The new

This week we launched a complete revamp of, and I thought I’d write a few words about the process.

Firms like ours are definitely susceptible to the coblers’s children phenomenon. We can create create kick-ass projects for our clients, but thinking about our own website is hard!

With that in mind, we brought an outside designer, Adam Diehl, in on the project (we know enough to know that an outside perspective really helps this process).

We kicked off with an extended whiteboarding session, talking about our positioning and messaging. We’re big believers in the power of simplicity, so we don’t like messaging like, “We empower paradigm-changing platforms for social-enabled cloud blah, blah, blah.” We wanted a simple description of what we do — the kind of description that any visitor to our site would instantly understand.

We decided that our essential promise to our clients is, “We build solid shit and we don’t flake.” Seriously. That’s pretty nicely-differentiated positioning, actually, in a field where many of our “competitors” are web development shops that have a reputation for flakiness (in fact, about a third of our flow of inquiries come from clients who are looking around because they are unhappy with their current shop).

But we needed to re-state that a little more politely. Eventually we decided on simply Tivix develops custom web and mobile applications. We believe in {versatility}, {scalability}, {usability}, {agility}. To me, this was perfect. A nice, clear, understandable description of our services, followed by a simple statement of beliefs (with a set of rotating nouns).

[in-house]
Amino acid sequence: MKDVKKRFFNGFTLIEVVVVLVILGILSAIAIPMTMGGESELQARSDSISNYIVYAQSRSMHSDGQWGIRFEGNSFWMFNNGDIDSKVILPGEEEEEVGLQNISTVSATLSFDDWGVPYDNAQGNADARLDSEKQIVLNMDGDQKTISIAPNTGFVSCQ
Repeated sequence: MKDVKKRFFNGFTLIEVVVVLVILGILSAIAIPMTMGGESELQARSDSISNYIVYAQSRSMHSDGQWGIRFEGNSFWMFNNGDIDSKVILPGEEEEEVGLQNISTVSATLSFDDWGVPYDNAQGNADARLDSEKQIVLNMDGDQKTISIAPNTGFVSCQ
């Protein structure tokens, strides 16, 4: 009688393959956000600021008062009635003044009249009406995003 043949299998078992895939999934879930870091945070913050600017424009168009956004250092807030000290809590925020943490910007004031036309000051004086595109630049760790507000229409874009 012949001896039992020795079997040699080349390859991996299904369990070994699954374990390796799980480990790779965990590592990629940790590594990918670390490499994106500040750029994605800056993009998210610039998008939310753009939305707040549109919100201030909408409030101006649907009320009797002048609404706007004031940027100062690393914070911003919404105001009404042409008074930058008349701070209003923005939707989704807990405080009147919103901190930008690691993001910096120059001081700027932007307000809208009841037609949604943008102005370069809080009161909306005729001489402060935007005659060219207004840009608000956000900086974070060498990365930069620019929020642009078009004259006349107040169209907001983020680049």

From there we moved to wireframes, with Adam suggesting layouts and approaches. We wanted a design that would be well-suited to optimizing for mobile (using CSS media queries to fluidly adjust the UI to any size screen).

These days everyone with an iPhone thinks they are a photographer, but we wanted an actual professional. So we brought in Bambi La Plante, who did a great capturing images in our office (the main thing that Tivix sells is the quality of our team collaboration, so having visuals that communicate this was really important to us).

The whole process took about two months, and we’re very pleased with what we’ve launched. We feel it reflects our company well — and it feels like a site that we can grow with for a while. Huge thanks to everyone on the Tivix team for breaking out of the “cobbler’s children phenomenon”: successfully building and launching a terrific new web identity for ourselves.

I’ll let Sumit follow up on this post with some comments on the technology choices we made on this project.

The new

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